Bloodborne pathogens are diseases that can be carried in the bodily fluids of a person. Employees can be infected in many different ways within the workplace, such as while performing first aid, cleaning up after an accident, or even cleaning the bathrooms.
Many workplaces assume that bloodborne pathogen regulations don’t pertain to them, because they don’t require employees to serve as first responders, but many tasks beyond first aid can put employees at risk. To know if your employees are at risk of potential exposure to bloodborne pathogens, conduct a full job hazard assessment.
Learn how to conduct a job hazard analysis in this post
If it is identified in your workplace job hazard assessment, then your company may be required to have a bloodborne pathogen policy. A quality workplace policy is not all that is required, check out the forms here.
What is the OSHA Bloodborne Pathogens standard?
OSHA’s Bloodborne Pathogens standard (29 CFR 1910.1030) as amended pursuant to the Needlestick Safety and Prevention Act of 2000, prescribes safeguards to protect workers against the health hazards caused by bloodborne pathogens. Its requirements address items such as exposure control plans, universal precautions, engineering and work practice controls, personal protective equipment, housekeeping, laboratories, hepatitis B vaccination, post-exposure follow-up, hazard communication and training, and recordkeeping. The standard places requirements on employers whose workers can be reasonably anticipated to contact blood or other potentially infectious materials (OPIM), such as unfixed human tissues and certain body fluids – Source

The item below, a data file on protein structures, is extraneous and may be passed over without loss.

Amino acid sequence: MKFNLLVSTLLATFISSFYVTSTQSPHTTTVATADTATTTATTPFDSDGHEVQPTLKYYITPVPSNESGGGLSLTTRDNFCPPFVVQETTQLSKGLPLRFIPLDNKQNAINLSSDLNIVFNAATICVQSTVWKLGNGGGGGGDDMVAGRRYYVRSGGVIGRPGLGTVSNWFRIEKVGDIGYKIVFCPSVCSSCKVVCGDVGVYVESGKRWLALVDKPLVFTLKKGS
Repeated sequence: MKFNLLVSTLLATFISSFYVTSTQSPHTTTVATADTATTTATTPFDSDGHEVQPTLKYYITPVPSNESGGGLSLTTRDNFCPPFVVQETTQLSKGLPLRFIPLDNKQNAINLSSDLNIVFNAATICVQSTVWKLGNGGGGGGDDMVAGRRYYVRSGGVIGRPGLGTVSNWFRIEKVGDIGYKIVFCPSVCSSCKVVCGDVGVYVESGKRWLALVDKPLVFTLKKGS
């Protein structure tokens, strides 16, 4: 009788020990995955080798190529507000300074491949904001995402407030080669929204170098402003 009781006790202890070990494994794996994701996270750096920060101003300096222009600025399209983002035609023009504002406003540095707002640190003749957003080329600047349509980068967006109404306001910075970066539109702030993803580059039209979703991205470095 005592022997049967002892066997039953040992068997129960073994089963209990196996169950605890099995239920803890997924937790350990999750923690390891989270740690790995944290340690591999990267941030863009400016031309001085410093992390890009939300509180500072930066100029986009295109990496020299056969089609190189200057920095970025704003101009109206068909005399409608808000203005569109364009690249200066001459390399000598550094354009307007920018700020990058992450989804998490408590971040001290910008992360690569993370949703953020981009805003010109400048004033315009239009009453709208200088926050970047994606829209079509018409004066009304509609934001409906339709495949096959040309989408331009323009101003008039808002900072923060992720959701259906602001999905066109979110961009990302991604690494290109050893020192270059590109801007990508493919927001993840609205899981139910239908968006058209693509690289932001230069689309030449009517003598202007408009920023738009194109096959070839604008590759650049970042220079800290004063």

For more information concerning bloodborne pathogens, OSHA has a published fact sheet, available here.
For your convenience I provide the OSHA bloodborne fact sheet in an easy reader below:OSHA Bloodborne Pathogen Fact Sheet
No policy template is all inclusive for a workplace, so I am providing 2 “boiler plate” programs, along with OSHA 3186 model policy for bloodborne pathogens.
Download the 2 bloodborne pathogen policies below
Download and view the OSHA 3186 publication for Bloodborne Pathogen Exposureosha publication 3186